Register  |   Log In  |  
Sign up to our weekly newsletter    
Search   
Empire Magazine and iPad
Follow Me on Pinterest YouTube Tumblr Viber
Empire
Trending On Empire
The Big 2015 Movie Preview
The 50 Best Films Of 2014
Review Of The Year 2014
Subscribe To Empire!
Save up to 69%
Empire
Film Studies 101
Reviews
STAR RATINGS EXPLAINED
Unmissable 5 Stars
Excellent 4 Stars
Good 3 Stars
Poor 2 Stars
Tragic 1 Star

POSTER ART
Click poster to enlarge
More posters to select

FILM DETAILS
Certificate
15
Cast
Jason Segel
Ed Helms
Judy Greer.
Directors
Jay Duplass
Mark Duplass.
Screenwriters
Mark Duplass
Jay Duplass.
Running Time
82 minutes

LATEST FILM REVIEWS
We Are Many
4 Star Empire Rating
A Fuller Life
3 Star Empire Rating
Futuro Beach
4 Star Empire Rating
Tokyo Tribe
2 Star Empire Rating
Honeytrap
2 Star Empire Rating



5 STAR REVIEWS
Still Alice
5 Star Empire Rating
Les Miserables
5 Star Empire Rating
Duke Of Burgundy, The
5 Star Empire Rating
Whiplash
5 Star Empire Rating
Long Good Friday, The
5 Star Empire Rating

Jeff Who Lives at Home
One stayed in the cuckoo’s nest


submit to reddit


Plot
Feckless 30-year-old Jeff (Segel), a firm believer in synchronicity, heads out to buy some wood glue for his long-suffering mother (Sarandon), only to become embroiled in the marital breakdown of his brother (Helms) and sister-in-law (Greer).


Review
Jeff Who Lives at Home
The Duplass brothers' llast film, Cyrus, assembled a cast of capable and highly watchable actors — John C. Reilly, Marisa Tomei, Jonah Hill, Catherine Keener — and threw them into a partly improvised story about a divorcé whose designs on a single mom are stymied by her stay-at-home son. This time around, the cast is in place, but the deliberately bare-bones plot fails to coalesce into anything resembling a satisfying story.

The oddball title (doesn’t everyone live ‘at home’?) suggests that Jeff is someone who really should have flown the nest by now, and so it proves: as played by Jason Segel, Jeff is a lanky, unemployed man-child seemingly straight out of the Judd Apatow repertory company, of which Segel is a founder member. After an impassioned and amusing monologue about the staggering profundity of M. Night Shyamalan’s Signs, Jeff becomes obsessed with the significance of a phone call asking for someone named Kevin (“What if there are no wrong numbers?” he muses, cod-philosophically), leading him to abandon his wood glue mission to seek out this mysterious Kevin — and, by extension (he hopes), his destiny. Bumping into his exasperated brother Pat (Ed Helms) by chance — or is it??!! — Jeff seems to stumble onto his new purpose. But what is it? Proving that his brother’s wife is having an affair? Or something more significant?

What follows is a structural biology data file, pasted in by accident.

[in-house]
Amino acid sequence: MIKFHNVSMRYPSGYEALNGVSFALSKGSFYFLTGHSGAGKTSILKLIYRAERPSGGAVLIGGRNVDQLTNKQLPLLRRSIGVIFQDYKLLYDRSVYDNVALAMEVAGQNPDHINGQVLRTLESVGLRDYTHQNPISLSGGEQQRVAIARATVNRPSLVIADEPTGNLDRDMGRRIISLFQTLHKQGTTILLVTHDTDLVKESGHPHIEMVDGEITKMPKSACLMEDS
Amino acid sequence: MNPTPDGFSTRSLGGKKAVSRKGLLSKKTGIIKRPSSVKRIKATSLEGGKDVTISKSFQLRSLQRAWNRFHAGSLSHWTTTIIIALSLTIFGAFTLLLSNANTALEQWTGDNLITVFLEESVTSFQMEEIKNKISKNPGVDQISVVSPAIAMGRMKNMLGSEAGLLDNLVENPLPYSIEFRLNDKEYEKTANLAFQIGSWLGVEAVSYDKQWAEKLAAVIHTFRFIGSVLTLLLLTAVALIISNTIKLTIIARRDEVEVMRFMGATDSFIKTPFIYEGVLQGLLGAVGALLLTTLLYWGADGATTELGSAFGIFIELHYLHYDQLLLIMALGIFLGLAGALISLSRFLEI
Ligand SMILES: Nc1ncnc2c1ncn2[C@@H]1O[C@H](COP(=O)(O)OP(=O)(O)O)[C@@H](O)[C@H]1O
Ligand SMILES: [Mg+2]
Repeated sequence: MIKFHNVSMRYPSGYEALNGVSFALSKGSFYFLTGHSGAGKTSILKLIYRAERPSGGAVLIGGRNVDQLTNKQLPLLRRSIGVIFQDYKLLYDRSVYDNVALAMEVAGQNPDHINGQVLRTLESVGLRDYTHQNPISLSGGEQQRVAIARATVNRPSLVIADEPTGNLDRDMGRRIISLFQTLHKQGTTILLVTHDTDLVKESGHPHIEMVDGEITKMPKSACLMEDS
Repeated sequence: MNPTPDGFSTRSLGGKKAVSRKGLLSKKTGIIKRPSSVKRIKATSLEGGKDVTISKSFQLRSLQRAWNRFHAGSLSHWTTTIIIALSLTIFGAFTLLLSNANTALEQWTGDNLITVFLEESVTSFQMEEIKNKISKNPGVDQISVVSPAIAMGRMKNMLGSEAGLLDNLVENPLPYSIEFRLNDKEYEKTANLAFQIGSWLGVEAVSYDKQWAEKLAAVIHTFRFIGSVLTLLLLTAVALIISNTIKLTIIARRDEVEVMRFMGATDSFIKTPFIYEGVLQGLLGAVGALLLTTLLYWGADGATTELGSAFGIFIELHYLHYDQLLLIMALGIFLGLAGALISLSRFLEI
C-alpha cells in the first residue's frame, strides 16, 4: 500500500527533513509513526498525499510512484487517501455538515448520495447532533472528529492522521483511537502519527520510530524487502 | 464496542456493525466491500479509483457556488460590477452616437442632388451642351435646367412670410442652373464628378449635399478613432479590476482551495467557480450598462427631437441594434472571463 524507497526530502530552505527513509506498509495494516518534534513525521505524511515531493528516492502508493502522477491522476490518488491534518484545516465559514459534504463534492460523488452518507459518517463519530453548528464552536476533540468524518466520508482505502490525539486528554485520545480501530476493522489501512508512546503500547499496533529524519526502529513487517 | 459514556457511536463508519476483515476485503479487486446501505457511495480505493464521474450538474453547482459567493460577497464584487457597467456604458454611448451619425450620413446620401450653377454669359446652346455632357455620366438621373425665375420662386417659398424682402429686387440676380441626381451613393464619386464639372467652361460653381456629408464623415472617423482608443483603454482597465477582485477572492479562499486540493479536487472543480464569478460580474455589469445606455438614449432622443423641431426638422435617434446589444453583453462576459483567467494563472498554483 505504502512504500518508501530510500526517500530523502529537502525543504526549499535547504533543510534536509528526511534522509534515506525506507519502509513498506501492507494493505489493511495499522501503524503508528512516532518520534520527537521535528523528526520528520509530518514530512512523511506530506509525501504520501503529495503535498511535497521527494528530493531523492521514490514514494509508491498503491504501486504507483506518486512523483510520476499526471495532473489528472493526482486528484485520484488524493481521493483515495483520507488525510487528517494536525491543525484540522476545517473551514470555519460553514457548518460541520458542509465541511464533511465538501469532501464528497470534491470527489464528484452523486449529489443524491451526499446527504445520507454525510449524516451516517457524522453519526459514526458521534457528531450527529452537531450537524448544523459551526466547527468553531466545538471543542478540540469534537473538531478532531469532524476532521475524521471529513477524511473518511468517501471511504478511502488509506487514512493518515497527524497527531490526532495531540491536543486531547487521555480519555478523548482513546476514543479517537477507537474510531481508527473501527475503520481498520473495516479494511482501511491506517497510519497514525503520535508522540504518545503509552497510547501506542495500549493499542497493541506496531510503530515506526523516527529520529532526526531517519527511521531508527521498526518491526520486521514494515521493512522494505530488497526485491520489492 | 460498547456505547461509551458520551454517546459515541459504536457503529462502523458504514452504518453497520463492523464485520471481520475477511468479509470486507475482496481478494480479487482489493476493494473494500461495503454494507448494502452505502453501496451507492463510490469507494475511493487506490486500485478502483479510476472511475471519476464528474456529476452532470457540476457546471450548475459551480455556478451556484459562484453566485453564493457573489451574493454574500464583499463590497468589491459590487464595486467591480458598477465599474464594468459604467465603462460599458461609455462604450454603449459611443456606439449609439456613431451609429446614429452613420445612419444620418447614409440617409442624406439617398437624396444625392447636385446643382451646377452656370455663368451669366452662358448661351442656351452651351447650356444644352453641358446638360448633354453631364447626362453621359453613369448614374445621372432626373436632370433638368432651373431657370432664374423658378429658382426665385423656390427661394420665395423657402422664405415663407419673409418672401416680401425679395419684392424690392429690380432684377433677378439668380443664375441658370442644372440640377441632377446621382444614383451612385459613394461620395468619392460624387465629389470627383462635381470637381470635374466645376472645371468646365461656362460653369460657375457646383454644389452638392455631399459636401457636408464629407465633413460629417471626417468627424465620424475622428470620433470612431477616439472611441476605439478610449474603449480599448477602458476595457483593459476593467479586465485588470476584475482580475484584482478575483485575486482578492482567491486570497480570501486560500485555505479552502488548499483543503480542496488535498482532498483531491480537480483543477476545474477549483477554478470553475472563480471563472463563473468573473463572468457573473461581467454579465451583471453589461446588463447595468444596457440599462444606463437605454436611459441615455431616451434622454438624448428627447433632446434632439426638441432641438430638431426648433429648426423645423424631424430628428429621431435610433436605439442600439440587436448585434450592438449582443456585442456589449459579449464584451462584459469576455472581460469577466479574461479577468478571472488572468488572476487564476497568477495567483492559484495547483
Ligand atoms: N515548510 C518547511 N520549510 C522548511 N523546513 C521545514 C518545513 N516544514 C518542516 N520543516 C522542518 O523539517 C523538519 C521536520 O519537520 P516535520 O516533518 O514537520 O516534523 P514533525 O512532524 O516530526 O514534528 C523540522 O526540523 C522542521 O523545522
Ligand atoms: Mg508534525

Jeff Who Lives At Home is one of those films that introduces characters you enjoy spending time with — Segel is well within his comfort zone as the lovable lug, while Helms is effective as a petty, prissy asshole — but ultimately finds little to do with them, rewarding the audience’s investment with… well, not a lot. When it isn’t trying to out-zany a French farce, the film meanders as aimlessly as its protagonist, leading to a deus ex machina dénouement which feels contrived and atypically ‘Hollywood’. (It might even draw a few tears.) The fact that it requires a substantial subplot about Susan Sarandon’s secret admirer to fill out its 82-minute running time suggests storytellers who are, hopefully only temporarily, running on empty. Oh, and fellas? That seasick-inducing, 24-style camera work has got to stop.


Verdict
There’s undoubtedly comedy mileage in an irreverent sending up of the Signs/Magnolia school of everything-is-connected philosophy. Despite the calibre of the cast, the Duplass brothers mostly fail to find it.


Reviewed by David Hughes

Write Your Review
To write your review please login or register.


CURRENT HIGHLIGHTS
Updated! Stan Lee’s Marvel-lous Cameos – Now With Even More Cameos
From Daredevil to... Daredevil?

11 Of The Silliest Sesame Street Film Parodies
From Aveggies: Age Of Ultron to Big Birdman (and back again)

Astonishing Movie Star Music Video Cameos
Hiccup, Rhodey and Spidey join the party

Podcast #158: Paul Bettany, Charlie Cox
The Vision vs. Daredevil

Daredevil Season 1 Spoiler Podcast - Featuring Charlie Cox
The team discuss and dissect the Marvel / Netflix show

Richard Armitage Bids Farewell To The Hobbit
On goat-riding, keepsakes and saying goodbye to Thorin

Empire's Jurassic World Covers Unveiled
You're going to hear her roar

Subscribe to Empire magazine
Subscribe now and save up to 70%

Get exclusive subscriber-only covers each month!

Subscribe today

Subscribe to Empire iPad edition
Get The Empire Digital Edition Today

Subscribe and save money on annual digital subscription

Subscribe today
Buy single issues

Subscribe now and save up to 69%
Print, Digital & Package options available Subscribe today!
Empire's Film Studies 101 Series
Everything you ever wanted to know about filmmaking but were afraid to ask...
The Empire Digital Edition
With exclusive extras, interactive features, trailers and much more! Download now
Home  |  News  |  Blogs  |  Reviews  |  Future Films  |  Features  |  Interviews  |  Images  |  Competitions  |  Forum  |  Digital Edition  |  Podcast  |  Magazine Contact Us  |  Empire FAQ  |  Subscribe To Empire  |  Register
© Bauer Consumer Media Ltd  |  Legal Info  |  Editorial Complaints  |  Privacy Policy  |  Bauer Entertainment Network
Bauer Consumer Media Ltd (company number 01176085 and registered address 1 Lincoln Court, Lincoln Road, Peterborough, England PE1 2RF)